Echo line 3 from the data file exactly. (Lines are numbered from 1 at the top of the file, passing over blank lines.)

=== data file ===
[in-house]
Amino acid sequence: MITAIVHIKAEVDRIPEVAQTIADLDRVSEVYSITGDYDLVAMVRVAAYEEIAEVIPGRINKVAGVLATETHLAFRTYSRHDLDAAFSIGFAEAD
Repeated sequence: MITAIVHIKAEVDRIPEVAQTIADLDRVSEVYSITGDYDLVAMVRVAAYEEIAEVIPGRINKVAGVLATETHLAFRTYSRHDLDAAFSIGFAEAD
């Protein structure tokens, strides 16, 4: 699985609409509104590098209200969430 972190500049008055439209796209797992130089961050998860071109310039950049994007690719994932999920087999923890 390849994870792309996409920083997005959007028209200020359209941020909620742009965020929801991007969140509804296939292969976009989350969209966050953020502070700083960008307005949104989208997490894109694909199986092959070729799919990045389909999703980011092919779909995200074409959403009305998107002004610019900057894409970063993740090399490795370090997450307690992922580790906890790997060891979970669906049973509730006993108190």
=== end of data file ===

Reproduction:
Repeated sequence: MITAIVHIKAEVDRIPEVAQTIADLDRVSEVYSITGDYDLVAMVRVAAYEEIAEVIPGRINKVAGVLATETHLAFRTYSRHDLDAAFSIGFAEAD